In a recent interview, Wolf said of the Tea Partiers, “They were stepping up to the plate, when my own liberal privileged fellow demographic habituates were lying around whining.” Liberals, she says, in words that sound like they belong on Sarah Palin’s Facebook page, have “a cultural problem with self-righteousness and elitism … We look down on people we don’t agree with. It doesn’t serve us well.”
Part of it is “authenticity, ” an idea with a weird appeal in recent American politics, especially for liberals. Many admired and trusted John McCain in 2000 and later, not because they agreed with him but because he seemed real, and his fits of ill temper made him even more appealing, until suddenly one day he just seemed like a tired Republican hack. Jesse Ventura, Arnold Schwarzenegger and briefly even Mike Huckabee had a similar appeal, while Mitt Romney suffers as their opposite. And there’s no doubt about the Tea Party movement on this point — they do say what’s on their minds. The appeal is also probably related to the inevitable let-down after the high energy of the 2008 presidential campaign. As we settle into the dreary compromised reality of actual governance, we need a hit of the intensity and passion of 2008 — there’s only one place to find it, even if that place is a wholly owned subsidiary of a Republican lobbying operation.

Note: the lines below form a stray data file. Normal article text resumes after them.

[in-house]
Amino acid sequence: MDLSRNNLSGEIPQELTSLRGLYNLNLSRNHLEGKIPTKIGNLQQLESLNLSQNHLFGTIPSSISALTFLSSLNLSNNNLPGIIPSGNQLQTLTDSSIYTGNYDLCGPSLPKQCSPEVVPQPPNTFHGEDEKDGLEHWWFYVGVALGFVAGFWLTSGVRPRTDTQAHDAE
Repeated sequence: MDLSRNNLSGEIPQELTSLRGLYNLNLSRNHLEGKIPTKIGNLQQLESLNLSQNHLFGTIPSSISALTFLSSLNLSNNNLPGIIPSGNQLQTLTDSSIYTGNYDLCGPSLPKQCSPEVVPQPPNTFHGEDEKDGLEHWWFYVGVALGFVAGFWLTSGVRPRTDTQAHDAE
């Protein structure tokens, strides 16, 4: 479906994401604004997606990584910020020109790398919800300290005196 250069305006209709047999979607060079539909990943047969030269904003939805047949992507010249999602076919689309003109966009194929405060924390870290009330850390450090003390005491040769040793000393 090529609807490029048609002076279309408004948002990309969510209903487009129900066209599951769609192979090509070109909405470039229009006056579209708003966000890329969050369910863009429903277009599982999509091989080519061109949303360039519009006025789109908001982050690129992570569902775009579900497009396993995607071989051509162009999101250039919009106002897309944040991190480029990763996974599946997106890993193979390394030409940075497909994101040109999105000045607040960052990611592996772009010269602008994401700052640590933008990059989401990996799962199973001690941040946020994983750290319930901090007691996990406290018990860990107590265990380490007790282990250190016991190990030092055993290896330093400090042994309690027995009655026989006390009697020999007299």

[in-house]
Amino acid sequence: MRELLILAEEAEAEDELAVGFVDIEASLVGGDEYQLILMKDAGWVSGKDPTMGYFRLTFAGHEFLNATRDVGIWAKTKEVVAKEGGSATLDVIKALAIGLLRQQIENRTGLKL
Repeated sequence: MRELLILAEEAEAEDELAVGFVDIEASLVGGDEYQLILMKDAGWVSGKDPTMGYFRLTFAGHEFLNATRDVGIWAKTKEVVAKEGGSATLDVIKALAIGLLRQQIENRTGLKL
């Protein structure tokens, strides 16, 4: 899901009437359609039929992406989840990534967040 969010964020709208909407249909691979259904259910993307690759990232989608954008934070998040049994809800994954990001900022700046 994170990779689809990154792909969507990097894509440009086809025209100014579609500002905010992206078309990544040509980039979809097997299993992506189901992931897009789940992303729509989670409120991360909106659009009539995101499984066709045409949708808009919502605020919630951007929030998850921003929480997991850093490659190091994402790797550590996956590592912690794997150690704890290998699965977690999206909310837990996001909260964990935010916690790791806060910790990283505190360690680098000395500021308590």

And finally, it may be that, now that even the New York Times has recognized that “identity politics” is not a liberal vice, but today involves the special claims of white American identity against the complex and diverse actual country (a point this magazine made two years ago), finding allies among Tea Partiers is the equivalent of what finding a black friend was to liberals in the 1960s. It’s a way to get in touch with the real America, to feel a little superior, a little less elitist or isolated, less wimpy, less conformist.
I am so fucking sick of the authenticity thing. What exactly makes a welfare-supported retiree with a misspelled sign about “exremism” more authentic than a union worker calling his Congressmen to support health care reform?
But you already know the answer: being well-informed and reasonable is a sign that you are out of touch, regardless of your income, educational level, age, gender, or race.